What Clean Eating Really Means

and how to really do it


When I coach clients into healthier lifestyles, I always emphasize eating clean – minimal processed foods that offer maximum nutrition.  It's not a diet, but a lifestyle. Personally, when I decided to go vegan over ten years ago, it's because I wanted to eat as clean as possible.  Here's what that really means and how eating clean will help you jumpstart weight loss, clear up your skin, increase energy and get better sleep.  It's a sustainable lifestyle shift and once you reap the benefits, you'll never go back.

Eating clean includes maintaining a balanced diet of fresh, unprocessed food including fruits, vegetables, grains, some meats and fish, healthy fats, and some dairy.  

Eat Whole Foods

Meaning foods that occur in nature and don’t go through a lab or other manufacturing unit. Examples include fresh fruits and vegetables, grass-fed and free-range meats, dairy, whole grains, nuts, and seeds.


When you cook for yourself, you’re guaranteed to up the nutritional value of your food. Restaurant food is more processed, less fresh, and often over seasoned. Keep it simple.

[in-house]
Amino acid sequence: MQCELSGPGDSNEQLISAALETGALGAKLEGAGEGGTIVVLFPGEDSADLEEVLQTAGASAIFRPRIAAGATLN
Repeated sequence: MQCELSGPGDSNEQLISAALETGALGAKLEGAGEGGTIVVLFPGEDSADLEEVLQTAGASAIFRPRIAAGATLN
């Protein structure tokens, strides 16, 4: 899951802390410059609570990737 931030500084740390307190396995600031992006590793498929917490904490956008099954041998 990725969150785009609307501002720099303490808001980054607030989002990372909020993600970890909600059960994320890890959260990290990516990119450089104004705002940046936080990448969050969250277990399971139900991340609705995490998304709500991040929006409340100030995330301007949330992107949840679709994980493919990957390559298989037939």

Skip the Sugar & Refined Carbs

Remove white foods (like white sugar and white flour) from your diet including all standard desserts containing white sugar as well as white pasta, rice, bread, and pastries.

Stabilize Your Blood Sugar

Keeping your blood sugar stable greatly contributes to healthy food choices. When you wait too long between meals or eat processed foods that spike blood sugar – leading to a crash in energy – you’re more likely to reach for sugar, fat, or caffeine to keep your energy up. If you continue this cycle, you’ll always feel irritable and exhausted. If you ensure you eat whole foods every three to four hours, your blood sugar and mentality will remain stable.

Combine Properly

You should aim to get a serving of protein, healthy fat and complex carbs at every meal. This will create optimal blood sugar levels and stave off your cravings and brain fog. Some examples of great protein sources include grass-fed meat, tempeh, and tofu. Fat options are avocado, olive oil, nuts, and seeds.  And when reaching for complex carbs, try quinoa, brown rice, or sweet potatoes.